Caritas Socialis (CS) is a private foundation that runs three nursing homes offering long-term care, a hospice and day-center services in Vienna. In 2018, CS, in cooperation with the International Academy for Hara Shiatsu and the Caritas Training Center, initiated a research project to study the effects of Shiatsu treatment on residents suffering from Alzheimer’s and other forms of dementia.
As a trainer at the International Academy for Hara Shiatsu, Andrew Couse was responsible for assembling a team of practitioners, for the coordination of treatment strategies and for overall communication between the team and CS nursing staff and management. The team of 3 practitioners, including Manuela Kloibhofer and Philipp Walz, treated 7 residents in various stages of cognitive decline on a weekly basis for a total of 8 Shiatsu treatments per resident.
The challenge of finding a suitable scientific methodology led to a collaboration with Dr. Kristina Pfeifer and the Shiatsu Research Network. Maria Schwaiger was responsible for the overall coordination and scientific management of the research project.
In the Spotlight
Andrew Couse was born in Ottawa, Canada, and is currently living in Austria. He is a Hara Shiatsu practitioner and trainer at the International Academy for Hara Shiatsu in Vienna. His specialties include dementia, psychosomatic illness in children and adolescents, and work-related illness in musicians. He is also dedicated to the research and dissemination of the lesser-known healing methods of Daoist medicine and has undertaken numerous study tours in China.
At the end of the eight-treatment series, an evaluation workshop involving shiatsu practitioners, nursing staff, the research team and an external social scientist was organised to analyze the data gathered. Here we were able to discuss experiences and to reach some mutually accepted conclusions as to the positive effects that Shiatsu can have in caring for patients with dementia.
– pain reduction
– increased physical and emotional well-being
– a heightened sense of physical self-awareness
– increased levels of relaxation, often continuing for several days after treatment. The nursing staff remarked that this also made care-giving easier, especially with bed-ridden residents.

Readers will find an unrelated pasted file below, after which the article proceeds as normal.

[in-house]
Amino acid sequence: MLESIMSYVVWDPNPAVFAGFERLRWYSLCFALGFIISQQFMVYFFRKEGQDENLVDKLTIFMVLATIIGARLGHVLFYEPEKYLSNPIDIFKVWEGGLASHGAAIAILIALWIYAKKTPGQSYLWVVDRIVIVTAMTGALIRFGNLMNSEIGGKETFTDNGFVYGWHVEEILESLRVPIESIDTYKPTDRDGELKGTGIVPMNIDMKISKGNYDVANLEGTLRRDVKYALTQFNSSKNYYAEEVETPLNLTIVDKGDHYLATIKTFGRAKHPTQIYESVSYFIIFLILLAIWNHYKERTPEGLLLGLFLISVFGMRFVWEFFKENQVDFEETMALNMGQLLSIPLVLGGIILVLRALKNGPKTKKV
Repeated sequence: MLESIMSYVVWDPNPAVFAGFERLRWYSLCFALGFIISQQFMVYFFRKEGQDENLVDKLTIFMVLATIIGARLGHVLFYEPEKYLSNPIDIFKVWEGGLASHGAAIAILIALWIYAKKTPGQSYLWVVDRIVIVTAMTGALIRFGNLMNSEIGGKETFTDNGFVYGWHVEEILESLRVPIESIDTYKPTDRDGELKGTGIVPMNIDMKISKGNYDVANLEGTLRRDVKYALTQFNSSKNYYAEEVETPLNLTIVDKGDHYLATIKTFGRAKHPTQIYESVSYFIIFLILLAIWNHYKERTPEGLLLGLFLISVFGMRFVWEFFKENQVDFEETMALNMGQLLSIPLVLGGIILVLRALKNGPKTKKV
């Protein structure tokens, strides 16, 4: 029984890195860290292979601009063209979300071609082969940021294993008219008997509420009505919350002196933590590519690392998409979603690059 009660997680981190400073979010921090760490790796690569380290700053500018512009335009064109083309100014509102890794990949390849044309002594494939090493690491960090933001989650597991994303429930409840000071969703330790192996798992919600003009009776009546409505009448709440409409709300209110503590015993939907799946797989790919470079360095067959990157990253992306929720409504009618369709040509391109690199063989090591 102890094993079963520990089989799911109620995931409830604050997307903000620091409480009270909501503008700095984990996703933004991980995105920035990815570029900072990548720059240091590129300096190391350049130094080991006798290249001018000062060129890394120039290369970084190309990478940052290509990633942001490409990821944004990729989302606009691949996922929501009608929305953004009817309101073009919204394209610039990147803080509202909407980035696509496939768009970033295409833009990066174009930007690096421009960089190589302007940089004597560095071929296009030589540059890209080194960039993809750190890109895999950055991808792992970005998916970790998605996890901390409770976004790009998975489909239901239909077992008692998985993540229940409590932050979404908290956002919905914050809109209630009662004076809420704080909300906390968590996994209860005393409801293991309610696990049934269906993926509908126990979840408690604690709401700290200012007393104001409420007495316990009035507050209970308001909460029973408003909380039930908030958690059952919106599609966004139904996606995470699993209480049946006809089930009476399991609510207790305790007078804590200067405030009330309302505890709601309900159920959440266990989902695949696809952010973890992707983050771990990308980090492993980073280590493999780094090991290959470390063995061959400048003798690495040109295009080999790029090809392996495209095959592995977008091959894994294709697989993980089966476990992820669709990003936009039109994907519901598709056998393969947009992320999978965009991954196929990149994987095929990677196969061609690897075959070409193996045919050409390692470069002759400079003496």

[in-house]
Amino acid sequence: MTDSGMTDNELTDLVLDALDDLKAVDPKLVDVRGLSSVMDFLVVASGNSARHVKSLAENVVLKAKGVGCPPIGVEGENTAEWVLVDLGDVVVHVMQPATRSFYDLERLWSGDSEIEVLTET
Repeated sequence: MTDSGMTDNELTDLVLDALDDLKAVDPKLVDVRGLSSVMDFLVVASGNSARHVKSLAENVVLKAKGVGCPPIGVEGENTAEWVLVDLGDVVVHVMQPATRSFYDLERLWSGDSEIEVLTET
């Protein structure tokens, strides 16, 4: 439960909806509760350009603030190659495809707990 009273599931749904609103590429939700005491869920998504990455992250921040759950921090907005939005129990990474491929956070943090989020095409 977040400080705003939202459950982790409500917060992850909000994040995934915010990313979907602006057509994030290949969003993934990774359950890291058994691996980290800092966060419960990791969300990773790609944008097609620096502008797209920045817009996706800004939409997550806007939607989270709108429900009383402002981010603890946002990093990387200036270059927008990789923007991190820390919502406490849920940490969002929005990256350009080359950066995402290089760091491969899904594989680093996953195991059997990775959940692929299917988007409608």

– smoother integration of newer residents into the care home situation – less resistance and speedier acceptance of new living conditions.
– observers often had the impression that Shiatsu treatments opened a channel for communication and interaction on a non-verbal level for subjects who were otherwise socially isolated due to their disabilities.
– improvements in verbal communication, eye-contact and responsiveness were occasionally observed directly after treatments, indicating that Shiatsu may have a positive impact on stemming cognitive decline. Shiatsu sessions resonated in the memories of residents, who were otherwise challenged in that regard. It was suggested that Shiatsu may stimulate a connection with otherwise submerged cognitive resources. More research is required to verify this.
As a result of the universally positive assessment of the research results, Caritas Socialis expressed the desire for Shiatsu treatments to continue after the termination of the research project and to be offered to the broader population of residents, including those without dementia, as well as participants in the Multiple Sclerosis day center program.
Within just a few months, 20 residents were regularly receiving Shiatsu. This number has since risen to between 30 and 40 residents, with 4 practitioners giving treatments on a weekly basis. An atmosphere of close cooperation has developed between the Shiatsu practitioners and CS management and staff. Group consultations are arranged on a monthly basis, and informal exchanges of feedback concerning individual clients are a central feature of the interaction between Shiatsu practitioners and staff. Often, we are able to offer CS staff insights into difficult cases coming from our own special perspective, or share simple techniques to enhance the effects of the weekly treatments.
Shiatsu has now become a permanent feature of the care offered at Caritas Socialis in their Rennweg location. After the various lock-downs in response to corona over the past year, Shiatsu has consistently been the first external service invited back into this nursing home. The CS management has recently introduced Shiatsu into other locations within their network.
The project was awarded the Hildegard Burjan Prize in 2019. In the same year, Andrew and Maria presented the research and gave a workshop on Shiatsu and Dementia at the Annual Conference of the SPS (Syndicat des Professionnels de Shiatsu) in Paris.
As a result of the universally positive assessment of the research results, Caritas Socialis expressed the desire for Shiatsu treatments to continue after the termination of the research project and to be offered to the broader population of residents, including those without dementia, as well as participants in the Multiple Sclerosis day center program.ANDREW COUSE